Dying to Live
By John Robbins and Lance Lipman
About twenty people die each day in the United States waiting for a life-saving transplant organ that never comes — because too few of us are donors. When an organ does become available doctors have only a few hours to get it from the donor to the recipient. Each minute is crucial as they work to take just one patient off the transplant list. Dying to Live captures a year in the lives of four people waiting to become sick enough to reach the top of the list.
Kevin seems like a typical suburban father until you learn that his life might be cut short due to a defective liver duct. Each time his duct fails he comes dangerously close to death but his doctors are able to stabilize his condition long enough that he’s never eligible for a transplant. Katherine discovered her liver would eventually fail during a routine physical more than a decade ago, just before she and her husband Roy were married. Now she’s caught in a medical limbo. Thirty-one-year-old Andrew was diagnosed with end-stage kidney failure two years ago and is reminded that his call might never come each time he receives dialysis. Myrna knows she’s fortunate to have the support of her loving husband, sister and lifelong friends, as her prospect of receiving a new kidney seems more and more doubtful. Dying to Live follows their uncertain medical paths as they meet with doctors at Piedmont Hospital in Atlanta, Georgia waiting for organ transplants.
Interlaced with the stories of patients like Myrna, the filmmakers chronicle the often times complex decision of becoming an organ donor. Barbara Kilgore, a teaching nurse at Emory Adventist Hospital learns of Andrew’s plight and though they have never met, agrees to donate her own kidney after learning she is a blood match.
Twenty-one-year-old Chase Christman suffered a fatal brain injury while at work and his family is determined to carry out his wish to be an organ donor. Katherine won’t find out until weeks after recovery from surgery that her liver transplant was the result of Chase’s tragic death when she’s given the rare opportunity to meet with his family. During the meeting the Christman’s find some relief in coping with Chase’s death knowing Katherine, and the others who received an organ from Chase are healthy and alive today.
Their meeting is just one of the many emotional highlights in these interwoven stories of remarkable people. Their moments of joy and sadness may shake you, may make you laugh or make you cry, but you will never forget them. Doctors and other medical experts also share insightful advice and dispel common myths for anyone thinking of becoming an organ donor.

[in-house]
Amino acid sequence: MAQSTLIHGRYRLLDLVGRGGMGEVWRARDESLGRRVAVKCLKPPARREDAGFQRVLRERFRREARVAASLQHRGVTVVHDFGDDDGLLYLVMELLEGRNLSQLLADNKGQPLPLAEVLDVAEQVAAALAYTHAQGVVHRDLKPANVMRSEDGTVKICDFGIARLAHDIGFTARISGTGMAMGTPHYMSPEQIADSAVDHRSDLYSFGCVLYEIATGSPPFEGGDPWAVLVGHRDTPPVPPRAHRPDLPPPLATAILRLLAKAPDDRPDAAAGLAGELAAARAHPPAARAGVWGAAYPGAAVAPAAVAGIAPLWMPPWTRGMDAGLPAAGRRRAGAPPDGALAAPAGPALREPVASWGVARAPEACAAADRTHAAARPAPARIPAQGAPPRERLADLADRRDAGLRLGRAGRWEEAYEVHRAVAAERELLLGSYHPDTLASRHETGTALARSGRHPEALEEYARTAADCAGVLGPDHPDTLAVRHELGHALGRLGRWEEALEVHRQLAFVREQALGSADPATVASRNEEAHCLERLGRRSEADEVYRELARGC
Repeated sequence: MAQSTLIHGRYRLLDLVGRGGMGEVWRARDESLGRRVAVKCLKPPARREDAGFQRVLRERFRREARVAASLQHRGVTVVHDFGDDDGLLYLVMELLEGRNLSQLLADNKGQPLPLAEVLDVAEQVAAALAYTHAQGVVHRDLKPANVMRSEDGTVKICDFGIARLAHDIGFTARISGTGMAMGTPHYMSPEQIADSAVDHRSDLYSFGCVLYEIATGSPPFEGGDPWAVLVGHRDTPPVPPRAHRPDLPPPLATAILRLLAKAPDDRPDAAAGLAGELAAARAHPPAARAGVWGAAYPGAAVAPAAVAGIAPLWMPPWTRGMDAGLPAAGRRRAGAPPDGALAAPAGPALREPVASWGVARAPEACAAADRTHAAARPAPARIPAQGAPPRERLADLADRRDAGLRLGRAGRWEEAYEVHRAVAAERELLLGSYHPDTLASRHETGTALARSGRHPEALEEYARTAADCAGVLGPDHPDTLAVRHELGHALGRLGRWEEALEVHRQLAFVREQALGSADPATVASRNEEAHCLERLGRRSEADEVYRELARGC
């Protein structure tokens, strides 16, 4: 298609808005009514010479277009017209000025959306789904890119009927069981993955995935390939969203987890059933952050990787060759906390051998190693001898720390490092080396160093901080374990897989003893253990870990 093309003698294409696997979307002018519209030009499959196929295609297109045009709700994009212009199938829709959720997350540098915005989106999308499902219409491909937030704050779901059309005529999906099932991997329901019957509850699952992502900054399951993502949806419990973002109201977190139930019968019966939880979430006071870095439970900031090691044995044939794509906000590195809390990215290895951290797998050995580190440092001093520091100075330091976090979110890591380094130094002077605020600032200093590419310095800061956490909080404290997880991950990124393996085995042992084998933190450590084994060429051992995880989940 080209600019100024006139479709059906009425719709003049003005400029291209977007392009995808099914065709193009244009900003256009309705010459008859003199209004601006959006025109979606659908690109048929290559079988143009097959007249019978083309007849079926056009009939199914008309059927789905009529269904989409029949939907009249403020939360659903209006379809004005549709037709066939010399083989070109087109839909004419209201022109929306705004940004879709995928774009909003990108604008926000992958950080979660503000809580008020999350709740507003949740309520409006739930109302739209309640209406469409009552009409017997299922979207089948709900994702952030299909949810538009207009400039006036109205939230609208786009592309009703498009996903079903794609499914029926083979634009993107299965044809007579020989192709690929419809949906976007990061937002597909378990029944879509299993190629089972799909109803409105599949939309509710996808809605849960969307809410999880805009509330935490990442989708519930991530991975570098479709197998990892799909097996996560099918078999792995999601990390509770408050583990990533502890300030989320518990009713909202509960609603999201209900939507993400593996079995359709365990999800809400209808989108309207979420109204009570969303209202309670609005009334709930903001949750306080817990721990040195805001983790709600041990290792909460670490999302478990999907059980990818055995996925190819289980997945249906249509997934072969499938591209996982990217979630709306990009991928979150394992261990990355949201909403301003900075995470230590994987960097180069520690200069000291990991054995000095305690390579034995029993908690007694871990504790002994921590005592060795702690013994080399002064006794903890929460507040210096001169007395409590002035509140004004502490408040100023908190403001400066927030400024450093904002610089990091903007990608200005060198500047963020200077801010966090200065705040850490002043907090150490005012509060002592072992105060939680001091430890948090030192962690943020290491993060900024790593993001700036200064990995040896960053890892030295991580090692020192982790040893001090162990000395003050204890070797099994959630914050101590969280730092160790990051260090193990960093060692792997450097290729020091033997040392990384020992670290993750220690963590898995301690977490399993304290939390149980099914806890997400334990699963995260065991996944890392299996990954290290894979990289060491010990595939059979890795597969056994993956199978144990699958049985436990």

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"3 Stars. Helping to raise awareness of a very serious void within the U.S. healthcare system while also underscoring the amazing courage demonstrated by waiting patients and their families, this moving documentary is recommended." Video Librarian
"It’s absolutely terrific. A great film! I’m sitting here wiping the tears from my eyes, deeply moved by it. Everything about it is absolutely state of the art." Chuck Boller, Executive Director Hawaii International Film Festival
"Dying to Live presents the personal stories of four organ transplant patients, their friends and families, and the families of two donors. It raises awareness about the process that many transplant hopefuls experience—the waiting, the anxiety, and the emotional impact of living with a transplant need."
"This video may be a good resource for patients waiting for organ donation, considering becoming an organ donor, or seeking to learn about the process and guide others through decision-making. Schools and libraries serving the health sciences fields would do well to add this to their collections." Jessica Isler, Reference and Instruction Librarian, Middlebury College, Educational Media Reviews Online
"...presents the complex world of organ donation in the United States. ...The heart of this film lies in the stories of the patients and their families, waiting for someone else to die so that they might live. ...The filmmakers handle the sensitive nature of this topic with respect and care, and the information it conveys is important." Catholic Library World
Awards & Conference Screenings
Official Selection, 2012 Western Psychological Association Film Festival
2010 Los Angeles International Film Festival
2011 Hugo Television Awards,
Certificate of Merit Documentary: Social/Political
2012 Southeast Emmy Awards,
Outstanding Achievement, Documentary - Topical
Buying Time: Should media campaigns (in this case, soliciting contributions to pay for bone marrow transplants) be allowed to influence the allocation of precious healthcare resources?
To Choose No Harm: Two healthcare teams must resolve conflicts between the wishes of dying patients and family members, and their own beliefs and clinical judgements. The cases are also discussed by the hospital ethics committee.
Discussing Advance Directives: A nursing team and physician meet to discuss the difficulties they encounter in working with patients on advance directives. Part of the Caring at the End of Life series.